Depends. I got pretty good reception of all the digital multiplexes with
a wideband Unix 100 aerial in the loft from the Oxford transmitter, and
I'm 30 odd miles away on the Northants/Beds/Bucks border. But now that
same aerial is on the roof pointing at Sandy Heath, only 25 or so miles
away, getting an excellent reception of all the multiplexes (and also
gives good analogue pictures too).
The trick is a good aerial, and good downlead cable (CT100 or better).
The Triax Unix 100 is a monster aerial though, about 7ft long....
Not too surprising that. Sandy has for some time now been on a high rate
34 odd megabit digital feed from London. Oxford IIRC rebroadcasts the
output from Sutton Coldfield which will degrade a bit.....
I was trying to do this the cheapest way possible as I don't watch a
huge amount of TV. It's given me quite a bit to think about.
I might yet go for a dish as if I get the cheapest option I get the
free channels at a good price and I know I can get a good signal; just
not so sure about having my phone line hooked up to it for a year.
Me too: along with not wanting to put money into Rupert Murdoch's pocket.
So, I've been holding out: and last week found an Echostar freeview decoder
on the shelves at Sainsbury's knocked down to 60 squids. "Can't go wrong",
thought I, as Echostar make high-end satellite decoders, and good old
Sainsbury's won't quibble over a return if signal proves inadequate.
(We have line-of-sight to the big regional transmitter at Mendip, but an
old aerial (new one in the garage, new coil of CT100 ready to replace
aging downlead currently tacked to side of house feeding Granny's teli
while she lives with us in what will in future be the TV room: ban the
idiot box from the lounge, hurrah!). Ch5 analogue signal is imperfect,
cars and motorbikes with poorly-suppressed ignition systems cause brief
bursts of interference when going past on the main road "above" the house
(we're in a small quarry working with a steeply-sloping main road at the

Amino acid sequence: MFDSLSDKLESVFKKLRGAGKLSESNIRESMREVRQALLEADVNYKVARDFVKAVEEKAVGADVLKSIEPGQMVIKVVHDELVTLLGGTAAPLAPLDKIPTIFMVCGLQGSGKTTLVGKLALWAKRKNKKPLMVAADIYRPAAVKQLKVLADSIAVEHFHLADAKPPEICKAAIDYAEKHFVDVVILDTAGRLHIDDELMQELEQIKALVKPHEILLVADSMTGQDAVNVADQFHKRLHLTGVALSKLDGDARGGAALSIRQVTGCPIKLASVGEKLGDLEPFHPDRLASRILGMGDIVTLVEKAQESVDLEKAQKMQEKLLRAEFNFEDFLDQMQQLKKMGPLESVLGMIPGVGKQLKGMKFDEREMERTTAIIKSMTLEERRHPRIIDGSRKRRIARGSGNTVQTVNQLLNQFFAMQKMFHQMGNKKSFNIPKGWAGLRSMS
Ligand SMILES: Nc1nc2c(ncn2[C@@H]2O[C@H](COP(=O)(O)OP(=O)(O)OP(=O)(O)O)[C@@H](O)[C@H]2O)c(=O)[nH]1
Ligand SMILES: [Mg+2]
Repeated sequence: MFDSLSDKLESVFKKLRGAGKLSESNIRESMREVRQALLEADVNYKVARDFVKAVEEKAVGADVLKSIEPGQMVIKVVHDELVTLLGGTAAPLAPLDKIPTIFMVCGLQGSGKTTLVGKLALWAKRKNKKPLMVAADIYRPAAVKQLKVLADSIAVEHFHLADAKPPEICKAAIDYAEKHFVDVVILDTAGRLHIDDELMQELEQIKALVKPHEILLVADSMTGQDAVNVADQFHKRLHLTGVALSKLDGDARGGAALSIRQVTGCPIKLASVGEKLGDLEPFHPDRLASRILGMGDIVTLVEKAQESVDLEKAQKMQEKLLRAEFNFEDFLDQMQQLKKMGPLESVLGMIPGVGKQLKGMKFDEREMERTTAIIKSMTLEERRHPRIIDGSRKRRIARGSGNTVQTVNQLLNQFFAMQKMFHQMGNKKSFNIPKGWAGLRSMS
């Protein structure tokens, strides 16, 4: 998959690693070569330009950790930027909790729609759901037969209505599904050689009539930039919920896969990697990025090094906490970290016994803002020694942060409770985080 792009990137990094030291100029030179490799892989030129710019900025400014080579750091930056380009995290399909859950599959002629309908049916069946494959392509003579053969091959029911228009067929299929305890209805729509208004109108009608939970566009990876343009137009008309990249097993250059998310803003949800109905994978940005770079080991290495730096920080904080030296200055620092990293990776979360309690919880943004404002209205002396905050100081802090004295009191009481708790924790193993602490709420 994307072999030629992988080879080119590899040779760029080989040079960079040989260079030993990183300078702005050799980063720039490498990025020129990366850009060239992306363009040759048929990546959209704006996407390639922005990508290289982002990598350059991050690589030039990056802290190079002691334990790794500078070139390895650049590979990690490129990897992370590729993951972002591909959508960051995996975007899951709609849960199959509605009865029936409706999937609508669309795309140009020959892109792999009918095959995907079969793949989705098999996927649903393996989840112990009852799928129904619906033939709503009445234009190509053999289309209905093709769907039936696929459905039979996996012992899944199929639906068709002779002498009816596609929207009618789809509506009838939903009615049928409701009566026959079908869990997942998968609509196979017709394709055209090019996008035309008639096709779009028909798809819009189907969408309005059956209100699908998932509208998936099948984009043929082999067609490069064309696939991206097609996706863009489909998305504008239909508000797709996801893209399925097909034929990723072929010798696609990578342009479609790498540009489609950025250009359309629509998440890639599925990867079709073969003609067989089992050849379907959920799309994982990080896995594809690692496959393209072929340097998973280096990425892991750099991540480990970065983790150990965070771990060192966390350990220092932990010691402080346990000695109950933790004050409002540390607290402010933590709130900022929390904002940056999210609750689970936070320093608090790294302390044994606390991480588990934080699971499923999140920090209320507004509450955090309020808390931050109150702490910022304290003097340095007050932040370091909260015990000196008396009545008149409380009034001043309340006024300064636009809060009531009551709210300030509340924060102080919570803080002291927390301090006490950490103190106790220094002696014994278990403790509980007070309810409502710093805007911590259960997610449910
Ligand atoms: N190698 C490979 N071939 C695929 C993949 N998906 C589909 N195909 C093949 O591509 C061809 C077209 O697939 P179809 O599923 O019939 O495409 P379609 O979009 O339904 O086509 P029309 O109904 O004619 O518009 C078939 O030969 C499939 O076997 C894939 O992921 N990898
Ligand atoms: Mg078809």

side of the house, so road is level with the base of the property at the
eastern end and is about 20ft above it at the western end!). And a previous
trial with a friend's pre-release terrestrial-TV-decoder was a No Signal
So, I connected it up with little certainty of success. But it pulled in
the signals without problem: the picture quality is better than on the
analogue (less low-level noise/mush in dark varying backgrounds: only
noticeable when you do direct A/B comparisons), none of the MPEG compression
artefacts I remember from the same friend's setup at his place, and not
only a second chance to see The Office Xmas Special on BBC3 this Sunday
night just gone, but the overwhelming temptations of Bid-Up TV and its
companion channel, PriceDrop TV (which sound like they might've been the
channels to have paid our own Mr Liquorice his recent exhorbitant holiday
working rates ;-). And the Guide stuff (more detailed program listings
than teletext, served in one short-wait-time lump with no further delays) I
find surprisingly useful. Passing spark-sources on the road affect the
digital decoding less often (error-correction seems to do its stuff for
lower amounts of interference), but more intrusive on the few occasions
the error-correction can't cope - a burst of crackly noise and visible
frozen rectangular blocks in the picture, lasting for no more than a few
tenths of a second. So, the new aerial and downlead should be a win, but
they're not urgent.
On the downside, I've found one Y2K bug already!! Hard to credit in a
unit made in 2003, but that's Software Library Reuse for you: when you
use the up-down button for setting the date of a timed event, going across a
year boundary sets the century part of the date to 19xx; as I was doing
this on New Year's Eve the year boundary was indeed close at hand! Workaround
is to enter the date explicitly using the number keys on the remote. And
I've had one software lockup (memory leak?) which lost access to the data
services and to BBC3&BBC4, which I could fix only by pulling out the power
cord for a Short Wait and letting it do its ReTuning proceedcake. If it
loses its marbles a couple more times I'll think about taking it back
to Sainsbury's; but for now I'm a happy terrestrial-digital-TV convert.
Oh, it's nice getting a second source for receiving BBC6 and BBC7 radio,
too, to complement the DAB tuner in my study (which gets hijacked by the
lad when particular contemporary beat combos have Special Transmissions...)
So, I'd say go ahead with a trial install, trying to get your decoder from
a shop which will let you bring it back for a full refund in a day or two
if it doesn't work out...
Yeah. Some time we might put up a dish to get the Polish TV still sending
on analogue satellite. But in the Conservation Area we live in I'm supposed
to get planning perm even for one dish; and it's a hassle either installing
it myself (even with a cheapie alignment meter from Satcure) or getting a
dish installer in (who won't automatically point it at Astra rather than
Hot Bird ;-). Apparently, a Sky box will work OK disconnected from the
phone line most of the time: Google around for the net.gossip on this.
On 6 Jan 2004 11:03:16 GMT, firstname.lastname@example.org wrote:
The decoder technology on all DVB decoders has improved quite a bit
over the last couple of years.
You may find a variation between types of broadcast according to the
symbol rate in use.
Those are always free-to-air.......